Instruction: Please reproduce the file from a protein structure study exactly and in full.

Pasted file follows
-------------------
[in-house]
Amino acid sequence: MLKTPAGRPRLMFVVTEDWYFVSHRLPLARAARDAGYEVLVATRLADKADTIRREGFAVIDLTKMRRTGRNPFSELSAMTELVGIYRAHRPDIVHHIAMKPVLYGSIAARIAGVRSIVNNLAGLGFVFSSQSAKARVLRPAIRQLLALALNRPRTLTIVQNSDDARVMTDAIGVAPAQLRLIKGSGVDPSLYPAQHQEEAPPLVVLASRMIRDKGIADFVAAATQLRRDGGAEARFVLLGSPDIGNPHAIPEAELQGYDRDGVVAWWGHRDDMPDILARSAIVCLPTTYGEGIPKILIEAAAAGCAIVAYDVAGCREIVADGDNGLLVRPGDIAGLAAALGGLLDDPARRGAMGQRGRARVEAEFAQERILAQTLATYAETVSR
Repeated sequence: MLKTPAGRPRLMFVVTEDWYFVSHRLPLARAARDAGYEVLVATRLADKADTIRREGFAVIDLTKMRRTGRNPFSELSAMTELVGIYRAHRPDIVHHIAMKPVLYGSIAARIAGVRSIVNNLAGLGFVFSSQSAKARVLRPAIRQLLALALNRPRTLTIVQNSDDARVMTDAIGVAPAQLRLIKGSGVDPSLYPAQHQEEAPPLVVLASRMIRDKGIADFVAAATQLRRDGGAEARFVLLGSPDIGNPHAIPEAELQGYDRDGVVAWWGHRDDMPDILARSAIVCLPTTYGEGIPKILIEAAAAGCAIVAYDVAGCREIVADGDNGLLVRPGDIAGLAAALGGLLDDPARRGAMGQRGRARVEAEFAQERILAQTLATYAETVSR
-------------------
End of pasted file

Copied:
[in-house]
Amino acid sequence: MLKTPAGRPRLMFVVTEDWYFVSHRLPLARAARDAGYEVLVATRLADKADTIRREGFAVIDLTKMRRTGRNPFSELSAMTELVGIYRAHRPDIVHHIAMKPVLYGSIAARIAGVRSIVNNLAGLGFVFSSQSAKARVLRPAIRQLLALALNRPRTLTIVQNSDDARVMTDAIGVAPAQLRLIKGSGVDPSLYPAQHQEEAPPLVVLASRMIRDKGIADFVAAATQLRRDGGAEARFVLLGSPDIGNPHAIPEAELQGYDRDGVVAWWGHRDDMPDILARSAIVCLPTTYGEGIPKILIEAAAAGCAIVAYDVAGCREIVADGDNGLLVRPGDIAGLAAALGGLLDDPARRGAMGQRGRARVEAEFAQERILAQTLATYAETVSR
Repeated sequence: MLKTPAGRPRLMFVVTEDWYFVSHRLPLARAARDAGYEVLVATRLADKADTIRREGFAVIDLTKMRRTGRNPFSELSAMTELVGIYRAHRPDIVHHIAMKPVLYGSIAARIAGVRSIVNNLAGLGFVFSSQSAKARVLRPAIRQLLALALNRPRTLTIVQNSDDARVMTDAIGVAPAQLRLIKGSGVDPSLYPAQHQEEAPPLVVLASRMIRDKGIADFVAAATQLRRDGGAEARFVLLGSPDIGNPHAIPEAELQGYDRDGVVAWWGHRDDMPDILARSAIVCLPTTYGEGIPKILIEAAAAGCAIVAYDVAGCREIVADGDNGLLVRPGDIAGLAAALGGLLDDPARRGAMGQRGRARVEAEFAQERILAQTLATYAETVSR